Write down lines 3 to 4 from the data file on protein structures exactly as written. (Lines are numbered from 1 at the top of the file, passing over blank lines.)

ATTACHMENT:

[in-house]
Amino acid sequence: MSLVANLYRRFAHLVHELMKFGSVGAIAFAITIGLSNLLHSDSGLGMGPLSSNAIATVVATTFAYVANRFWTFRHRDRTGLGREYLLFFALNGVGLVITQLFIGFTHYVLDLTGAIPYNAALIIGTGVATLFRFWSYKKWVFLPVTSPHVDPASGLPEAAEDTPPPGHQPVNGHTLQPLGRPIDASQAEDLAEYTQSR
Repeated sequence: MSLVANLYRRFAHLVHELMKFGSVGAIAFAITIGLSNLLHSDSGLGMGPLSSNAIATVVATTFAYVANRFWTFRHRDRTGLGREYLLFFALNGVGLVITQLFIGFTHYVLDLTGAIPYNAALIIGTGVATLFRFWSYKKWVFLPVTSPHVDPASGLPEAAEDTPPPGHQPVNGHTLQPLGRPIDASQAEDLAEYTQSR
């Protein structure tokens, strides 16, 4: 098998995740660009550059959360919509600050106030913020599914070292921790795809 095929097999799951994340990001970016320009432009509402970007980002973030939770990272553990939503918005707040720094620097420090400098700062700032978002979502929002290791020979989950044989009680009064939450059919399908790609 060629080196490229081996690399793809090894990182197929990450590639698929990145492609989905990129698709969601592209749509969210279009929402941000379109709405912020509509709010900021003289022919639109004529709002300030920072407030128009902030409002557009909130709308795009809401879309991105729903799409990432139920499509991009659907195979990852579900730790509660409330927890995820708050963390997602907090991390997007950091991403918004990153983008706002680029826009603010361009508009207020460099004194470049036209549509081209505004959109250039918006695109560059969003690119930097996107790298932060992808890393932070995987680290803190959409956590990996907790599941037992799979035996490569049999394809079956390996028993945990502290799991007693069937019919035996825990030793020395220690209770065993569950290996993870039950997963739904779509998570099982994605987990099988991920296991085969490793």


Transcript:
Repeated sequence: MSLVANLYRRFAHLVHELMKFGSVGAIAFAITIGLSNLLHSDSGLGMGPLSSNAIATVVATTFAYVANRFWTFRHRDRTGLGREYLLFFALNGVGLVITQLFIGFTHYVLDLTGAIPYNAALIIGTGVATLFRFWSYKKWVFLPVTSPHVDPASGLPEAAEDTPPPGHQPVNGHTLQPLGRPIDASQAEDLAEYTQSR
């Protein structure tokens, strides 16, 4: 098998995740660009550059959360919509600050106030913020599914070292921790795809 095929097999799951994340990001970016320009432009509402970007980002973030939770990272553990939503918005707040720094620097420090400098700062700032978002979502929002290791020979989950044989009680009064939450059919399908790609 060629080196490229081996690399793809090894990182197929990450590639698929990145492609989905990129698709969601592209749509969210279009929402941000379109709405912020509509709010900021003289022919639109004529709002300030920072407030128009902030409002557009909130709308795009809401879309991105729903799409990432139920499509991009659907195979990852579900730790509660409330927890995820708050963390997602907090991390997007950091991403918004990153983008706002680029826009603010361009508009207020460099004194470049036209549509081209505004959109250039918006695109560059969003690119930097996107790298932060992808890393932070995987680290803190959409956590990996907790599941037992799979035996490569049999394809079956390996028993945990502290799991007693069937019919035996825990030793020395220690209770065993569950290996993870039950997963739904779509998570099982994605987990099988991920296991085969490793």